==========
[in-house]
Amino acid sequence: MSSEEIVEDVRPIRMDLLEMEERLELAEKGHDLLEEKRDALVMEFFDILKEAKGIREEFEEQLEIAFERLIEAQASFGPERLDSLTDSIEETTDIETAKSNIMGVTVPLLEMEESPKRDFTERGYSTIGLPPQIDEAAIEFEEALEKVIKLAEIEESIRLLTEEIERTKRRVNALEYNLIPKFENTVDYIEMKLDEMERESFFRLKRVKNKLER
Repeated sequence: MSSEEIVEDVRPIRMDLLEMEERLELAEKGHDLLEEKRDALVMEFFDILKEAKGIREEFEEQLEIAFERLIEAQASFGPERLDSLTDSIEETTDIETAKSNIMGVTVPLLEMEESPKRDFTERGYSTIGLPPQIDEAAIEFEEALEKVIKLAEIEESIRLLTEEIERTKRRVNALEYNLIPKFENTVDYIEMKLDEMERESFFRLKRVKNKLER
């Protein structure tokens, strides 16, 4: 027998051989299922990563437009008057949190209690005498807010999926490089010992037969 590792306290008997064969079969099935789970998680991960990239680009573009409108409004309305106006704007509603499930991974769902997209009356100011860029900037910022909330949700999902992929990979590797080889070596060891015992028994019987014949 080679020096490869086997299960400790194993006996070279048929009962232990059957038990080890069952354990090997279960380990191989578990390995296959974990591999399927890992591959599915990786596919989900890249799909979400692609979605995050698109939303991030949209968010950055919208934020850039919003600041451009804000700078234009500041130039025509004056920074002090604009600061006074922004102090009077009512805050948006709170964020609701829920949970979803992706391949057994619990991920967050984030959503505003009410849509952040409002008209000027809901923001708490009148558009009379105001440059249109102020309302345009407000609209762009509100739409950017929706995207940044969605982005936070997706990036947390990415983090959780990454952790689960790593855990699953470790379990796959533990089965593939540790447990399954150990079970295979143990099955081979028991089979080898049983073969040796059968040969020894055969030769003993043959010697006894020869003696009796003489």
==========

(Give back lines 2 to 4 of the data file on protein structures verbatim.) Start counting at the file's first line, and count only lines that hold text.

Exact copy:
Amino acid sequence: MSSEEIVEDVRPIRMDLLEMEERLELAEKGHDLLEEKRDALVMEFFDILKEAKGIREEFEEQLEIAFERLIEAQASFGPERLDSLTDSIEETTDIETAKSNIMGVTVPLLEMEESPKRDFTERGYSTIGLPPQIDEAAIEFEEALEKVIKLAEIEESIRLLTEEIERTKRRVNALEYNLIPKFENTVDYIEMKLDEMERESFFRLKRVKNKLER
Repeated sequence: MSSEEIVEDVRPIRMDLLEMEERLELAEKGHDLLEEKRDALVMEFFDILKEAKGIREEFEEQLEIAFERLIEAQASFGPERLDSLTDSIEETTDIETAKSNIMGVTVPLLEMEESPKRDFTERGYSTIGLPPQIDEAAIEFEEALEKVIKLAEIEESIRLLTEEIERTKRRVNALEYNLIPKFENTVDYIEMKLDEMERESFFRLKRVKNKLER
């Protein structure tokens, strides 16, 4: 027998051989299922990563437009008057949190209690005498807010999926490089010992037969 590792306290008997064969079969099935789970998680991960990239680009573009409108409004309305106006704007509603499930991974769902997209009356100011860029900037910022909330949700999902992929990979590797080889070596060891015992028994019987014949 080679020096490869086997299960400790194993006996070279048929009962232990059957038990080890069952354990090997279960380990191989578990390995296959974990591999399927890992591959599915990786596919989900890249799909979400692609979605995050698109939303991030949209968010950055919208934020850039919003600041451009804000700078234009500041130039025509004056920074002090604009600061006074922004102090009077009512805050948006709170964020609701829920949970979803992706391949057994619990991920967050984030959503505003009410849509952040409002008209000027809901923001708490009148558009009379105001440059249109102020309302345009407000609209762009509100739409950017929706995207940044969605982005936070997706990036947390990415983090959780990454952790689960790593855990699953470790379990796959533990089965593939540790447990399954150990079970295979143990099955081979028991089979080898049983073969040796059968040969020894055969030769003993043959010697006894020869003696009796003489």